Most of the benefits are stripped away when you eat pale white rice but it is easier to digest without the bran and germ. You will miss out on the B vitamins, vitamin E, calcium, iron, etc. Short grain brown rice has more minerals and generates a lot of energy when you eat it. Brown rice also bonds to toxins more than other grains and carries them out of the body. These days we can all use this side benefit.
In general rice promotes good digestion, relieves mental depression and can quench thirst provided you don't add more than a small pinch of sea salt when cooking. I've recently gotten so thirsty eating overly salted rice in a restaurant. Rice is economical too. Just visit your local health food store and stock up on organic whole grain brown rice.
2 C. brown rice
4 C. water (plus a little extra if needed for stickiness)
Pinch sea salt
1/4 C. flour or bread crumbs or oat flakes
1-2 carrots, diced
1 onion, diced
1-2 Celery, diced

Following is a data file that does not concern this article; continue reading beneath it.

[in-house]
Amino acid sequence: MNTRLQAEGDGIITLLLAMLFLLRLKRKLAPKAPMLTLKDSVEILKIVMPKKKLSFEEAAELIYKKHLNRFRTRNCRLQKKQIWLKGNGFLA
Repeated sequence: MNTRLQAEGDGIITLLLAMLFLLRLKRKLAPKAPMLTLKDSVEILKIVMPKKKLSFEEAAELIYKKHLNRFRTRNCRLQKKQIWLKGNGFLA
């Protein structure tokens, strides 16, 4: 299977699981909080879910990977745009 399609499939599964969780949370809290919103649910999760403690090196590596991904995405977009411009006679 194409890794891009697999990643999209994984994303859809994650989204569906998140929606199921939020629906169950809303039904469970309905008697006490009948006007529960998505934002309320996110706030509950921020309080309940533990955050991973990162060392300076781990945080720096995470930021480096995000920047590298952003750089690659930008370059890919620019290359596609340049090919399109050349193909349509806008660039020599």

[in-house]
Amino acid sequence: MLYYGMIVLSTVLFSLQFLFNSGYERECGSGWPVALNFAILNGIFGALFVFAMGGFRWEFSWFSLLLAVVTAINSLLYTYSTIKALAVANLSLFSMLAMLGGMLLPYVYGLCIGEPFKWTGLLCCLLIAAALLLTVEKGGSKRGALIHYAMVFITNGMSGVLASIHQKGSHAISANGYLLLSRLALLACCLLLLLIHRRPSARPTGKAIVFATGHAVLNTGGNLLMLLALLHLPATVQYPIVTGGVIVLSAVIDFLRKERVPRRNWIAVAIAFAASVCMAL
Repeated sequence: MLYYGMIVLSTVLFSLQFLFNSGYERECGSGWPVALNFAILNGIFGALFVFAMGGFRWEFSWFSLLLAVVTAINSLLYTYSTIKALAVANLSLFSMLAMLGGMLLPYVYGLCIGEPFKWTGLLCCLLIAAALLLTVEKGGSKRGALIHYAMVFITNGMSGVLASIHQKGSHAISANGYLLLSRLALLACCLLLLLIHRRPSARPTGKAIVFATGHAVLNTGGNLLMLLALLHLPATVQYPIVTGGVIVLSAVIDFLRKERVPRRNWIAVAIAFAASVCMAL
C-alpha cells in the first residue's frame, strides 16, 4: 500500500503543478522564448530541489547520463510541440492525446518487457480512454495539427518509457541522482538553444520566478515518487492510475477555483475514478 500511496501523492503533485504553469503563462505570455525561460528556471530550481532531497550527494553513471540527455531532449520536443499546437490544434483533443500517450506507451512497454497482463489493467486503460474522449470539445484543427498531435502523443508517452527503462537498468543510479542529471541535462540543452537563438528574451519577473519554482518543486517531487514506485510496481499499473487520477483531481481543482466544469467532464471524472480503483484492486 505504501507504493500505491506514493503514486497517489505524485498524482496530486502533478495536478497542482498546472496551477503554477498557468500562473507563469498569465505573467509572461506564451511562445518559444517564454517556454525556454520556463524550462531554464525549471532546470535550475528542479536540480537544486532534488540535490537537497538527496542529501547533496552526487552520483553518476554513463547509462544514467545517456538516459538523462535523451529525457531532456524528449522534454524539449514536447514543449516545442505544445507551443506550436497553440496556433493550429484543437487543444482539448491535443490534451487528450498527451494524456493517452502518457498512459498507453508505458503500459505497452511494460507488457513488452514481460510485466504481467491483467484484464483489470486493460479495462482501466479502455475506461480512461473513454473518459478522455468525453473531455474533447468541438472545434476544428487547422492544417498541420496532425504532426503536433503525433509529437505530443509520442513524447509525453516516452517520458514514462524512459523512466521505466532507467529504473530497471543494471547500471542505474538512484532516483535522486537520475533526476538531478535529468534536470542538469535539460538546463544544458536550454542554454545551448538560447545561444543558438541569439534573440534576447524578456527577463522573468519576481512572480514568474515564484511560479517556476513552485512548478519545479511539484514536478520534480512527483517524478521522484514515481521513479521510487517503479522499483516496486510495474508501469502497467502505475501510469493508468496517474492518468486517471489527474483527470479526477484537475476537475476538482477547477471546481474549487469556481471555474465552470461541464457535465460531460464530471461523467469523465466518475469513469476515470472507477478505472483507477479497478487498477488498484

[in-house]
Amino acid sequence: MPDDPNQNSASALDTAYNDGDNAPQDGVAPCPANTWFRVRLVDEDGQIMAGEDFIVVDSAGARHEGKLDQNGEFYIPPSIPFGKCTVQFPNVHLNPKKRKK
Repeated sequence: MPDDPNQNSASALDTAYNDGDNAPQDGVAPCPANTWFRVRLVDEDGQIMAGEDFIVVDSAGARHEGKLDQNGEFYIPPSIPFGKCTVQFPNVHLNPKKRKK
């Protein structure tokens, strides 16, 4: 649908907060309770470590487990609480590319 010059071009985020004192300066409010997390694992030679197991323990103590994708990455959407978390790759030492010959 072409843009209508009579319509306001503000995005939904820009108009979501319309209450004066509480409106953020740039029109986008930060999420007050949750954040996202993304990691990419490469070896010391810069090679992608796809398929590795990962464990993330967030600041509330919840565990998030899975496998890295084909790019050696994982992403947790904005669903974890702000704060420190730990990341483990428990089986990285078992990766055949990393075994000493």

Fresh parsley chopped fine
Other herbs of your choice, chopped fine
Good quality oil
2 Tablespoons kudzu or arrowroot dissolved in a little cold water (or use an egg or two)
Soak the brown rice over night in a pressure cooker. (If you do not have a pressure cooker simply use pot boiling method and use extra water to make your rice sticky.) Bring to a boil and add a pinch of sea salt. Bring to pressure and cook for 45 minutes. This can be done one or two days ahead if desired.
Sauté the carrots, onions, celery and herbs in a small amount of oil for a few minutes. Add Shoyu and any other seasonings you like, to taste. Mix with the rice and add the bread crumbs and kudzu (or egg). Fry the patties in a small amount of oil. Serve with your favorite condiments.
There are many variations of making rice pudding. Use your imagination to create blueberry rice pudding or chocolate rice pudding or use millet instead of rice or any grain you have made. Here is a basic version to get you started.
2 Cups of cooked brown rice
1/4 tsp. sea salt
1 T. cinnamon
2 T. vanilla extract
1/4 C. raisins
1/4 C. barley malt (or rice syrup)
1/4 nut/seed butter like tahini
1 C. apple juice
1 C. soy or rice milk
Simply place all ingredients into a cooking pot and bring to a boil. Turn the heat down to medium and stir until you have the desired consistency. If it gets too thick you can always add some apple juice or rice milk.